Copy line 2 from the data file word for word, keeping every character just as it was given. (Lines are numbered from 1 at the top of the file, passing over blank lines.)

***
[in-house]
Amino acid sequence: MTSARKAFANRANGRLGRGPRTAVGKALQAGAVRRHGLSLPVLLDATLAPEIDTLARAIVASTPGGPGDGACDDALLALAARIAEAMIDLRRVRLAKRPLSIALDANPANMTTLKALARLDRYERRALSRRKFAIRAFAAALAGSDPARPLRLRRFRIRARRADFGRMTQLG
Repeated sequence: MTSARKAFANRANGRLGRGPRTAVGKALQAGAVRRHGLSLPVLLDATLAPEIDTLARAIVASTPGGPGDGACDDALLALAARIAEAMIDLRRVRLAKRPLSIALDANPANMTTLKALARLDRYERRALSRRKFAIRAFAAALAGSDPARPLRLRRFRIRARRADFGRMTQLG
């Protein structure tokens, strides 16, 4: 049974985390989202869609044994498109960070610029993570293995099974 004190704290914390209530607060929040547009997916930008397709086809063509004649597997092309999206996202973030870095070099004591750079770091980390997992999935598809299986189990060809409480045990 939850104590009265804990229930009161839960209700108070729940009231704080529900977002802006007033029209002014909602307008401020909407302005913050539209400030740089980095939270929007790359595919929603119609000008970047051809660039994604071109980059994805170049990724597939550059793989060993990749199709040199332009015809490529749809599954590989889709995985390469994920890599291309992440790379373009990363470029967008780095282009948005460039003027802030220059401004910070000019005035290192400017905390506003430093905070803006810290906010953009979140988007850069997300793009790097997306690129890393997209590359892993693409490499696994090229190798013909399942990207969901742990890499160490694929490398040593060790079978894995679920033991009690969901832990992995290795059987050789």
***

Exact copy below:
Amino acid sequence: MTSARKAFANRANGRLGRGPRTAVGKALQAGAVRRHGLSLPVLLDATLAPEIDTLARAIVASTPGGPGDGACDDALLALAARIAEAMIDLRRVRLAKRPLSIALDANPANMTTLKALARLDRYERRALSRRKFAIRAFAAALAGSDPARPLRLRRFRIRARRADFGRMTQLG